Surviving vicious competition and surmounting overwhelming obstacles Kippy K emerges victorious. Throw kudos and well wishes at this dedicated man....
We Fight as One!
“Onward, mighty Greeks! Syrians! Cilicians! We fight as one! We fight as one!”
My voice is hoarse. I can barely hear my own words above the chatter of iron and bronze; I suppose my Stentorian chant is for my own benefit more than it is for my men.
For a captain of the Seleukids, a commander of Alexander’s chosen heirs, I certainly am humble. I feel neither fear, nor bravery. I feel nothing but inevitability.
We fight as one? I nearly laugh at my own lies. My company contains Ionians, Syrians, and the odd man that has no clearer a descent than the bastard horses of our antiquated cataphracts. Their dress? Colorful as the mist beneath a bubbling cataract. Their skin? The palest white to the burnished browns of the desert, all are among my company. These men are different, down to their very bones. The only uniform they wear is the silver of their blades.
The Medes, the tragic sheep that were shorn by Seleukos himself – they fought as one. The Thousand Nations suffered their defeats, but they also conquered the world. We inherited the world. We are coming to learn that inheritances are hard to hold. Just as the Persians fell to unified Greeks at Plataea, and to the Greek host of Alexander, we will now surely lose to our own unified enemy.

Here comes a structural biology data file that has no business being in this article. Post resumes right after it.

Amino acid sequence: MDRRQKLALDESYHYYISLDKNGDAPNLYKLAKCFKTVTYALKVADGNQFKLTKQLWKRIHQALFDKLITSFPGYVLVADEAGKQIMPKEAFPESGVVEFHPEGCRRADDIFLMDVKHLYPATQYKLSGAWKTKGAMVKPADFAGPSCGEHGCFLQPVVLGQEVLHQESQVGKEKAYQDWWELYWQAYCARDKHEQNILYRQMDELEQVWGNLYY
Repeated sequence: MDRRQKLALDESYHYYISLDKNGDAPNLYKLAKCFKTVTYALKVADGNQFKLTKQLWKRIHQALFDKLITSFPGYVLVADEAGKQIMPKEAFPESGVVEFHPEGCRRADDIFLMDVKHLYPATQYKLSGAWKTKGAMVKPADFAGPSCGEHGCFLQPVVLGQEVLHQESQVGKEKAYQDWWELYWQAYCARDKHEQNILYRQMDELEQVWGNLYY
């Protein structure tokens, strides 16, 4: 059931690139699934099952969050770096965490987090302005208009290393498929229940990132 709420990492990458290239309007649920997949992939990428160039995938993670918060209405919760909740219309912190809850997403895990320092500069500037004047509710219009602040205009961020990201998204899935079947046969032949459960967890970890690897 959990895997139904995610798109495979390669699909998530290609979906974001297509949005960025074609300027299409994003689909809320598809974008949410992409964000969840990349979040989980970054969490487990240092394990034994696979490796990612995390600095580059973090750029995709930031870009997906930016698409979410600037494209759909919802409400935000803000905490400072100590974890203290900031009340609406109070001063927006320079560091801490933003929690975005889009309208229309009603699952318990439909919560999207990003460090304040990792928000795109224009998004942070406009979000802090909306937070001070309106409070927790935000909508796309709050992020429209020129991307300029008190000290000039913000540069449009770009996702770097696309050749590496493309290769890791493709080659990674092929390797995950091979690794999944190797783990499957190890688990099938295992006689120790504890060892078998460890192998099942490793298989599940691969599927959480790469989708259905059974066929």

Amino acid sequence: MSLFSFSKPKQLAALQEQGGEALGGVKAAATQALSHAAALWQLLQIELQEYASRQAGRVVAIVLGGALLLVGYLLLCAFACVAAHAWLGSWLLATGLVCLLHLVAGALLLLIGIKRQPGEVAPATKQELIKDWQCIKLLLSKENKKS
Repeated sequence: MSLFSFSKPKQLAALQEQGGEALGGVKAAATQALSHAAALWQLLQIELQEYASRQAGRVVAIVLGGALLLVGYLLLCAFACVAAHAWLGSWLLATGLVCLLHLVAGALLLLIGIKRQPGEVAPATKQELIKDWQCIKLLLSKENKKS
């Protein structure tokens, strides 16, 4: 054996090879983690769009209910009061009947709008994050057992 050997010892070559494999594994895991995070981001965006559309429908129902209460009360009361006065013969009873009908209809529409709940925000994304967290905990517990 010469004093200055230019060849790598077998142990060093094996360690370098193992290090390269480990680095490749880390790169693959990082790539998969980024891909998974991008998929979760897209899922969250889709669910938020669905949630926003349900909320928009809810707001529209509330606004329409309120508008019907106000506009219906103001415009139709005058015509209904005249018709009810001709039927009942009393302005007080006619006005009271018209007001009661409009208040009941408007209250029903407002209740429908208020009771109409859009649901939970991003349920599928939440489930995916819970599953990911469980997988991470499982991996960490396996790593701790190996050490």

Our phalanx carries heavy shields. I carry a heavy heart.
“Steady!” I cry, my lungs sore, my tongue burning. A shaft whistles overhead – I hear a metallic pang as it strikes a nameless shield in the rear ranks. Another whistle. Another. The sky erupts in high-pitched screaming, like the refrain of song birds. I would mistake it for a spring day in my native Antioch if it weren’t for the human screams that accompanied the melody. “Quicken the pace!”
The rumble of our footsteps drowns out the screeching arrows. I see them take shape in the distance, beneath the shedding trees. Forms. Shadows. Faceless creatures dealing in death and conquest.
My banner bearer falls, a shaft buried in his chest. I glance behind me. I will it to raise back up. Syrians! Armenians! Fight as one! It doesn’t fly again.
I turn my head back forwards. Lions. Bears. I am confronted by beasts.
I see the javelins take flight, loosed from the skilled hands of Roman skirmishers. They are ravenous falcons. We are but meat.